U.K. Parliament's House of Lords Debates Impact of Porn
LONDON — The British Parliament is redoubling its efforts to enforce porn filters with stringent age verification measures, despite the E.U. outlawing such web traffic discrimination, and the House of Lords held a fierce debate today on pornography's societal impact.
Unlike the House of Commons, where Members of Parliament (MPs) are elected, most House of Lords members are appointed. It is further split into the Lords Spiritual, made up of 26 bishops from the Church of England, and the Lords Temporal, where the majority of its 790 or so members are lifetime appointees picked by the Queen on the advice of the Prime Minister.
Over half of the House of Lords are over the age of 70, with several over 90 years old. Many of them claimed that the Internet and pornography had altered sexual attitudes over the decades.
"My first hand knowledge of pornography is very limited," admitted the Bishop of Chester, who first introduced the debate to the Lords and wanted to address "squalid, dirty sex."
"I have to admit I am not an expert on pornography," said Lord Northbourne, who inherited his position in the House of Lords. He nonetheless alleged that declining values were "being passed down in our society today" because of the "growing problem" of porn.
"We're in danger of sleepwalking our way through deeply concerning changes in decency in society," offered Lord Farmer, senior treasurer of the Conservative Party, who lamented the "growing number of teenage girls suffering the after effects of frequent anal sex."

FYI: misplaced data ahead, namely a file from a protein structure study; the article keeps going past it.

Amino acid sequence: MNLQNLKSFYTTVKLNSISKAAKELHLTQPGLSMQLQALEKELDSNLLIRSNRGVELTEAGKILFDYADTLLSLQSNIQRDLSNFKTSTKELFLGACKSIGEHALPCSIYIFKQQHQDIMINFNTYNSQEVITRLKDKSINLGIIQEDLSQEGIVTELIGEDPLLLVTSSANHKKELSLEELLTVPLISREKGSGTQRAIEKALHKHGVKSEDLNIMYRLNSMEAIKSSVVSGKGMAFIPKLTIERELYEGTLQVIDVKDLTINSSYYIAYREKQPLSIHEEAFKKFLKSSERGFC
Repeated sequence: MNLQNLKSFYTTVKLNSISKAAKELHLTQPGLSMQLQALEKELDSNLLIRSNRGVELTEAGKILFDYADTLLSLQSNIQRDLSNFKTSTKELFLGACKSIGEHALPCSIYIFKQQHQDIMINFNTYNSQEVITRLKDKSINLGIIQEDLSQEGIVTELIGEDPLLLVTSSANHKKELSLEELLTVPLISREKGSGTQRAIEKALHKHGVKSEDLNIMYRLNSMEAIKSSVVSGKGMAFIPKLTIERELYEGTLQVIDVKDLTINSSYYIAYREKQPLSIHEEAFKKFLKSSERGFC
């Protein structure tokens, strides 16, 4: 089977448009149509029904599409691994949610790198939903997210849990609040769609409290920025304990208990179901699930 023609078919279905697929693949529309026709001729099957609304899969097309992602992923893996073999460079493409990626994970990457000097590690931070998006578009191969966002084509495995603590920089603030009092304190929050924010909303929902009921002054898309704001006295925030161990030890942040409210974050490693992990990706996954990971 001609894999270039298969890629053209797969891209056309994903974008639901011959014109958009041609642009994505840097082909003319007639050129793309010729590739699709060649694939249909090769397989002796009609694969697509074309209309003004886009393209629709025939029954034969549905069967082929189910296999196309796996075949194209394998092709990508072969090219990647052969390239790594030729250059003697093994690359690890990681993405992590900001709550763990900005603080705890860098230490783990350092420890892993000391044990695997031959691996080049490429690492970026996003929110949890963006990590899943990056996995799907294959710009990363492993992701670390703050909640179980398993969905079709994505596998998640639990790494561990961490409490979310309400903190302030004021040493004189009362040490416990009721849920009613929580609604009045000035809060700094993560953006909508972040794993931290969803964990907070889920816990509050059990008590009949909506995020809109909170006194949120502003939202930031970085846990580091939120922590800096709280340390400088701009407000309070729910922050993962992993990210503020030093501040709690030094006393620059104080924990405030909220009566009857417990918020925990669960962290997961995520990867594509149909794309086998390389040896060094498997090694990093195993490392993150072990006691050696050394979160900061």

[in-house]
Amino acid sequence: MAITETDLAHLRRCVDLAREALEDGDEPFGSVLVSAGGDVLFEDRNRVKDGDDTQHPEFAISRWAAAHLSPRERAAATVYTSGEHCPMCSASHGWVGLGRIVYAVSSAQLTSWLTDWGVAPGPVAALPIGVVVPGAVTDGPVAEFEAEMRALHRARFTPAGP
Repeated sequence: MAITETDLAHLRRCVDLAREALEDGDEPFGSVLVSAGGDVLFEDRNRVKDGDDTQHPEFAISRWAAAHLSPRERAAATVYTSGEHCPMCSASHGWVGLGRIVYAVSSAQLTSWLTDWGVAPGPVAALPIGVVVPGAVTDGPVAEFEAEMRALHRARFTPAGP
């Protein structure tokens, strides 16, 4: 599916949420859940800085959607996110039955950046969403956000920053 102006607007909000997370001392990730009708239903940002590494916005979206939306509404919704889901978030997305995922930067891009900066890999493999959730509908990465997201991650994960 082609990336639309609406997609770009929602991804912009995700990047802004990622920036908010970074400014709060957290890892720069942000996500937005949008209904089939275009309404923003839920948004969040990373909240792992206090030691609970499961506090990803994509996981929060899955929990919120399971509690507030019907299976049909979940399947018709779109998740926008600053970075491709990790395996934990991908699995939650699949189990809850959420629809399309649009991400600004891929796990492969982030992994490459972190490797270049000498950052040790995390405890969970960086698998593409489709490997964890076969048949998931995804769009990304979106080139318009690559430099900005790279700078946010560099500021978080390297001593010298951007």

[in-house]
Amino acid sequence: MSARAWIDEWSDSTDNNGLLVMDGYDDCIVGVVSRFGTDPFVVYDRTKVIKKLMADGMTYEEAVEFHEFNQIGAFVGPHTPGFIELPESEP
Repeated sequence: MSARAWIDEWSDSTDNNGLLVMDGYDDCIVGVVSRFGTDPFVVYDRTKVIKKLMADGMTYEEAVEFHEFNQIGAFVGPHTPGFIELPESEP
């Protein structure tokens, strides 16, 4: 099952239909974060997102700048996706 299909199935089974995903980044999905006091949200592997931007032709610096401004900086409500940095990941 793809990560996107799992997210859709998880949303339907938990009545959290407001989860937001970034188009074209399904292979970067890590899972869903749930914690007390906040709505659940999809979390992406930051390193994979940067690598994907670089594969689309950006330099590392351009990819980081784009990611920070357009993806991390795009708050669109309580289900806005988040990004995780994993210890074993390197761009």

Lord Giddens, who actually has extensive academic expertise in sociology and is the author of at least 34 books, asked his peers to question the veracity of scientific evidence purporting that pornography has detrimental effects.
"We just don't know at this point how far regular exposure to pornography on the part of minors affects their actual sexual behavior, how far it damages relationships, leads to addictive behavior and so forth, or crucially, on what scale, we just don't know on what scale," Giddens said, adding that much of the data on the subject was "superficial" at best.
"There is a very fine line to tread," he added. "If children are shielded too much and for too long they may not be able to cope simply when plunged into the maelstrom that is sexuality today."
He further observed that "cybersex has become part and parcel of everyday sexuality," that porn is part of the "complete range of human inventiveness" and that more research was needed before the government enacted "intrusive policy."
Lord Scriven also cautioned against relying on technology to limit "underage" exposure to porn.
"We need to be much cleverer," he said. "It's about parents talking openly with children about sexuality and the issues around pornography." Furthermore, he believed that if adults wanted to watch porn "to spice up their sex lives," then legislators should only have a "very limited" role to play in their access to such content.
The debate comes amidst Prime Minister David Cameron's vow to use an opt-out for porn filters after the recent E.U. ruling on net neutrality.